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Acadia Vacation (2012) Pg 2

continued from of our November 2012 trip to Bar Harbor & Acadia National Park:

We spent a lot of time in Acadia National Park.  This is the 'sweet spot' where the park stops charging admission but is still open.  At least, as our B&B hosts warned us, open until any inclement weather.  They close down at the first sign of snow.  Since there was some forecasted for later in the week, we made certain to spend some quality time in the park early in the week.

The last time we were here was in the summer, and in Otter Cove were a number of lobster pot buoys.  That was not the case now, at the end of November.  The water was uninterrupted blue, from Otter Point to the bridge at the end of Otter Cove.


Seal Harbor bridge

Otter Point has the typical rocky shoreline of this area.


The cove actually ends with just a little strip of land (where the road goes), and there is another feeder area on the other side of that strip. 


The park road primarily has one-way travel.  Down the road from Otter Cove is Little Hunters Beach.  Paul is fond of this rocky little cove, since he went SCUBA diving there once many years ago. There is a staircase down from the road to the beach; under the road is an open culvert to allow water to flow out to the ocean.


The tide flowing over the rocks provided a great opportunity for Paul to work with long exposure photography.  This can give the water a beautiful, transparent look. 


A tidal pool provided a wildlife sighting.


There are some beautifully colored rocks in the park.  The cliffs on both sides of Hunter Cove is one of the spots with a lot of color.  We of course took some pictures of these.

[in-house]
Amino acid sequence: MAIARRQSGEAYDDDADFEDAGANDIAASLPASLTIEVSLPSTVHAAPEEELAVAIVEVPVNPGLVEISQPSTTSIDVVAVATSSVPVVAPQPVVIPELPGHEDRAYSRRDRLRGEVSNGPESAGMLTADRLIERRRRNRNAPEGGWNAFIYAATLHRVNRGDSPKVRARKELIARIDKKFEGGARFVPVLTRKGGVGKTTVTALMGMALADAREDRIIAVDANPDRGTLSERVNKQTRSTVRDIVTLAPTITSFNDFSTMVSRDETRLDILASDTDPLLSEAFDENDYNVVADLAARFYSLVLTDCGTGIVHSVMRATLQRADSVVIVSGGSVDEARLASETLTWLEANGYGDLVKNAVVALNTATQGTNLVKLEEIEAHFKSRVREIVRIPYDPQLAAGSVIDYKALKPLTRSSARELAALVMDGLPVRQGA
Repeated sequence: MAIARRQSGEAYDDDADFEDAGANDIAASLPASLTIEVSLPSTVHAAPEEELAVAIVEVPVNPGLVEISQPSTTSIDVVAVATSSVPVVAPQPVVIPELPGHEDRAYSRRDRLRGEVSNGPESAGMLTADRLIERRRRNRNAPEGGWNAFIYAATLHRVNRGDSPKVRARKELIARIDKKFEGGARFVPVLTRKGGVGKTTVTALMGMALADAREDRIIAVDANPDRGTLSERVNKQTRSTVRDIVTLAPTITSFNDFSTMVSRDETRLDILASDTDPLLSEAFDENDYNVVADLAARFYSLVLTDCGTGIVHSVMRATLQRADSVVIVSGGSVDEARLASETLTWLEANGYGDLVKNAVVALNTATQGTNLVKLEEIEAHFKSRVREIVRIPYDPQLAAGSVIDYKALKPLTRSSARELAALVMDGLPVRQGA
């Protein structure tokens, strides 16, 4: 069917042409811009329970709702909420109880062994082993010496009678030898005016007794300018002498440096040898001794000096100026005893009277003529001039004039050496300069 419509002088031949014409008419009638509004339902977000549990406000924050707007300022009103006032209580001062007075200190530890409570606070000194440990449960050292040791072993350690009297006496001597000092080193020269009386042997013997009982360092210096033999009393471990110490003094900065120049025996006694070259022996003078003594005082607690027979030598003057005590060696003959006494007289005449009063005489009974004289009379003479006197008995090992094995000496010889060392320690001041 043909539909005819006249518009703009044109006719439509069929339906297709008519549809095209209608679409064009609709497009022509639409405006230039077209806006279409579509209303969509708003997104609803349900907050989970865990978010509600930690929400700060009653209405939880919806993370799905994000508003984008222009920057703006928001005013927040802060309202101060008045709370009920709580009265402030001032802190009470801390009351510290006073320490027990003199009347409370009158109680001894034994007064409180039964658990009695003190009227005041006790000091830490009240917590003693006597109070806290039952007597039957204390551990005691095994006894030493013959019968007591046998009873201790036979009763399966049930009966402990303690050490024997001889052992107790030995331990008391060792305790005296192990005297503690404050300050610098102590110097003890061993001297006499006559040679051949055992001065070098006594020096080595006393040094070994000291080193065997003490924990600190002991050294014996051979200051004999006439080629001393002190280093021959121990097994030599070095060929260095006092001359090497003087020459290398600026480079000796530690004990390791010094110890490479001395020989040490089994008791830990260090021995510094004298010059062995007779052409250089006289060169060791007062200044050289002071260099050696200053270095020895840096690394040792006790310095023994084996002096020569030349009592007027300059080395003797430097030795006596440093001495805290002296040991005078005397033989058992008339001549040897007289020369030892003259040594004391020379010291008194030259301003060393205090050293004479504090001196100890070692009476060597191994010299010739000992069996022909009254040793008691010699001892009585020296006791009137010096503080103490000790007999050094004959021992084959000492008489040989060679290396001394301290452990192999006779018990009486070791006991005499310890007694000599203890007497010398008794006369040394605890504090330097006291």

We really enjoyed Hunter Beach, and stayed there one day to see the sunset.  (The houses you see are outside the park, on what is called Ingraham Point.)

The following day had snow forecasted, and we were expecting that the park would be closed from that point on.  So it was nice to take full advantage of this section of the park being open.  There was another couple (from Chicago) who stayed at Hunter Beach until sunset with us.  We drove up to the exit ... and the gate was closed.  The other couple were in their car in the entrance of a road that said 'not a thru way'.  We both decided that we must have to continue up the road, which would bring us to Jordan Pond House. Well, the gate was closed there as well.  So we drove back (this section is one of the few two-way sections of road) and stared at the closed gate.  Unfortunately, cell phone reception is very intermittent in the hills on the island, and there was no service here, so we could not call from here.  So we & the other car drove the WRONG WAY down the Acadia National Park road, past Hunter Beach, past Seal Cove, around Otter Point...

(These pictures were, of course, taken at a different time since it was dark out by this point.  But we walked some of the way later in the week.)

 to a closed gate just before we could reach another exit. 

But at least we had cell phone service here.  I called our inn keeper, who told us that the road that said 'not a thru way' was lying to us.  It was actually a thru way.  I told the other couple (who were calling 911, but I got an answer before they did).  Paul actually had to drive the truck in reverse, in the dark, about a half a mile in order to get to a spot where he could turn around.  The park was closed the rest of the week, but now we knew the 'secret' entrances to the park for off season.  So we continued to go in to those sections of the park the rest of the week.  We asked Roger (our inn keeper) how often this happened to their guests.  He told us that this was the 1st time in 17 years that it had happened!  

The back entrance to the park had a nice scene with a pond reflecting one of the park mountains.  And one time at the exit, a couple of deer were calmly eating.  There is no hunting in the park, so they didn't mind us being there.

Outside of the fake non-thru way is Seal Harbor.  You might think that Bar Harbor is expensive, but it is obvious that the really expensive houses are in Seal Harbor, if you take a short drive off the main road.  The harbor itself has a very nice dock, and we were able to catch a pretty sunset there one evening. 

Continued on


Updated July 2020